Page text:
Every year, the Scorpio Races are run on the beaches of Skarmouth. Every year, the sea washes blood from the sand. To race the savage water horses can mean death, but the danger is irresistible.
When Puck enters the races to save her family, she is drawn to the mysterious Sean, the only person on the island capable of taming the beasts.
Even if they stay together, can they stay alive?
A breathtaking ride that will make your heart race.
Puck said she’d never enter the Scorpio Races, but then when her brother says he is leaving, she had to find a way to make him stay. She enters the race, with no experience and on her horse, which is not what is normally ridden on during a race like this one. The race is there to test bravery. Entering the race is a death sentence and it is near impossible to reach the end, not with the ocean calling after the water horses that the riders choose to mount. No one can trust them. Sean knows everything about the races. He’s the leading champion, having won four races, but has his eyes on something more. He wants freedom. He wants to be able to race in the Scorpio Races for himself rather than under someone else. But Puck being the first female to race causes a lot of disapproval and Sean suspects that this year the race will be more unsettling than any of the others.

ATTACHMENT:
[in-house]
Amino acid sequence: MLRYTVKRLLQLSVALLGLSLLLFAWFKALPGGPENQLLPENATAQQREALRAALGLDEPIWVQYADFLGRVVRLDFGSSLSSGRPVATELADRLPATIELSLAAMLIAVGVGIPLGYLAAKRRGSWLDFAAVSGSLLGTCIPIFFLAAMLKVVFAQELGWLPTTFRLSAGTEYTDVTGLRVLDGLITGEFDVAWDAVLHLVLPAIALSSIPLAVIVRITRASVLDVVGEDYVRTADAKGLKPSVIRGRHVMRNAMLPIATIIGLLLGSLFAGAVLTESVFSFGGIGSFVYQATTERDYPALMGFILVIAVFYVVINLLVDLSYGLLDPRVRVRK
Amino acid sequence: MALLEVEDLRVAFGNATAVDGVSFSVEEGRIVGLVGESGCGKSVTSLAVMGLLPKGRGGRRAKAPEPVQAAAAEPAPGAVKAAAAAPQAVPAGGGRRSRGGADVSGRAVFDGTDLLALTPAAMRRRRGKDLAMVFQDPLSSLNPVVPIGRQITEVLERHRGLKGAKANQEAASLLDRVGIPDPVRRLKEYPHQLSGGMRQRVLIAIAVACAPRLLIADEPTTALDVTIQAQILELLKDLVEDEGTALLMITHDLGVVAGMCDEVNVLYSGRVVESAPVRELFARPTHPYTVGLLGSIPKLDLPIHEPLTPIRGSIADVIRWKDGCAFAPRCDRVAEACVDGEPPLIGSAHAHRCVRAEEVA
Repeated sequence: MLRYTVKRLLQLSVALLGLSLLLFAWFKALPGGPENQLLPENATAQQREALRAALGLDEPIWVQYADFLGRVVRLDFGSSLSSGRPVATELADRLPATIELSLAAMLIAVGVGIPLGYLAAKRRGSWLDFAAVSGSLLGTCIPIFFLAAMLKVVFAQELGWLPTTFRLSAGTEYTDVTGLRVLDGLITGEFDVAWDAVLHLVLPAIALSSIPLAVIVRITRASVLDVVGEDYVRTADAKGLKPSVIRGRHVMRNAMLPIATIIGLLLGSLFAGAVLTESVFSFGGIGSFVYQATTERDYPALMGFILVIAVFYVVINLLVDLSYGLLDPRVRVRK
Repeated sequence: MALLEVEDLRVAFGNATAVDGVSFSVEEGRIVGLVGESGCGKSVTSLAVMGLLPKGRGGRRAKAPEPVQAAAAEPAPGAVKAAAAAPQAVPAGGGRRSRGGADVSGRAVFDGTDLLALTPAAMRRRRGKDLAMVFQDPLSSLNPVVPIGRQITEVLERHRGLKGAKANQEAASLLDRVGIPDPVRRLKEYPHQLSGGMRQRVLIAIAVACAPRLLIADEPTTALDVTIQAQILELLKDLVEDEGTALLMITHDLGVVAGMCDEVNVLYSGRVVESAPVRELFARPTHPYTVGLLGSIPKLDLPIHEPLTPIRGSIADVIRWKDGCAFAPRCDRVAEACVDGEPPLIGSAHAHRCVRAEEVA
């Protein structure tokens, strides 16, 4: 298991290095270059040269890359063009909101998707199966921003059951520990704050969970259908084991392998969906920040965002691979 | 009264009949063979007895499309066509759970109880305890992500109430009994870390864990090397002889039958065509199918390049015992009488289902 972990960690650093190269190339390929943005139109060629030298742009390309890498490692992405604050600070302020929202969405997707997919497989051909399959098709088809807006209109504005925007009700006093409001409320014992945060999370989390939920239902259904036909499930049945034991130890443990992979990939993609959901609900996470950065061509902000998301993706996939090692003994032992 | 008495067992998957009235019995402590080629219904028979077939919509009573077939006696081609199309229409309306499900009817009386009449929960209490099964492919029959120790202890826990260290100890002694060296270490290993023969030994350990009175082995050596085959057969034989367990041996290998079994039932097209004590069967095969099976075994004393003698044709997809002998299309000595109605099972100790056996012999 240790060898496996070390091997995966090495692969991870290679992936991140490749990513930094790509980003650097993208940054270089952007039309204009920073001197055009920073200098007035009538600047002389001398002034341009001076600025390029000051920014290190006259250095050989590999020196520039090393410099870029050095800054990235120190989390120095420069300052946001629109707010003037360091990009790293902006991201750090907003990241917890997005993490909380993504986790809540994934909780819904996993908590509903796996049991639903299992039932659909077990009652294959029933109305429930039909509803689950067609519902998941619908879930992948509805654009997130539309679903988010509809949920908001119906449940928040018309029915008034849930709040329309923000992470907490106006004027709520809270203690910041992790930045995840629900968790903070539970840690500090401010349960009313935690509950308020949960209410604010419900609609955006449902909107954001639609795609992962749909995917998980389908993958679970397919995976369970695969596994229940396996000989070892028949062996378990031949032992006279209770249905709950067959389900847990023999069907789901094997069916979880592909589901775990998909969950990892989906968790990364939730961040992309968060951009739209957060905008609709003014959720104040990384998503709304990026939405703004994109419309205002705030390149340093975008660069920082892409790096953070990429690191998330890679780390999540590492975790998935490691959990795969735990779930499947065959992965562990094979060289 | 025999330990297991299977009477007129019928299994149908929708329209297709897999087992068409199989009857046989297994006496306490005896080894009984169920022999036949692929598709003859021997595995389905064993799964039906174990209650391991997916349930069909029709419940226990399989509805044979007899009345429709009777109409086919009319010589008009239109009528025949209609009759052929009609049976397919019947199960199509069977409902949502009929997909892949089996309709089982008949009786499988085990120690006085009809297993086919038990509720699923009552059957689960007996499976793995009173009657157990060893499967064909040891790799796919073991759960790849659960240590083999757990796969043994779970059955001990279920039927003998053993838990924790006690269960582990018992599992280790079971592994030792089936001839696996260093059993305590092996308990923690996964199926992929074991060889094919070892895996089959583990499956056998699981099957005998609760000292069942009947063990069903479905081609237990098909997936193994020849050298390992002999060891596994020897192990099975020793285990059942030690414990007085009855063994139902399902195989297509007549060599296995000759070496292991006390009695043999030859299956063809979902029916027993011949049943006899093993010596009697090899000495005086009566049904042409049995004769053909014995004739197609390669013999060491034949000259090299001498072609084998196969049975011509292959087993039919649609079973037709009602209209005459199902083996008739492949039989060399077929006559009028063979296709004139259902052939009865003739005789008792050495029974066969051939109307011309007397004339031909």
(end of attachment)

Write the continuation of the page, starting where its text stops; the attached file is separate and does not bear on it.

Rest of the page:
I breezed through this book. I love Stiefvaters’ writing, having read The Wolves of Mercy Falls series and Lament, as soon as I saw this book in the charity shop I knew I had to pick it up! This really didn’t disappoint. Something that Stiefvater does incredibly well is build a world with fantastical creatures woven in. It’s the balance of danger and yet interest that pulls the book through.
The book is told from the point of view from Puck and Sean but I found that Sean really stood out in the book much more than Puck. Her intentions were out very quickly whereas Sean had much more within. Puck acted a lot more on impulse, whereas Sean plans much of his actions to better his life in the future. His goals and consequences seemed to be at a greater stake compared to Pucks. I didn’t really sympathise with her that much.
I did find it surprising how little pages the race took up. It was only when I was about 3/4 of the way through did it click on how much of the race I would be reading. For me, it worked really well, the build up was a slow process (with a lot of action – I can assure you on that) and then the race zipped past. If the race covered any more pages, the pace wouldn’t represent the speed of the race. It reflected the speed and how quick you have to be when in a race, the thoughts almost spontaneously thrown out in panic but slowed down when realisation comes into play.
My only complaint is the ending. It was really beautifully done, don’t get me wrong, but I wanted some sort of epilogue. I also would of loved some sort of alternative ending, the non-winner out of the two being the winner in an alternative ending. The ending seemed too simple. I would of liked to see how the other character handled winning and what they would do, as well as seeing the reaction of the non-winner (winner in the book but would be the non-winner in the alternative ending one). -Sorry if that makes no sense! I’m trying to be spoiler free!! Hopefully, if you’ve read the book you’ll understand what I’m trying to get at…
I really liked it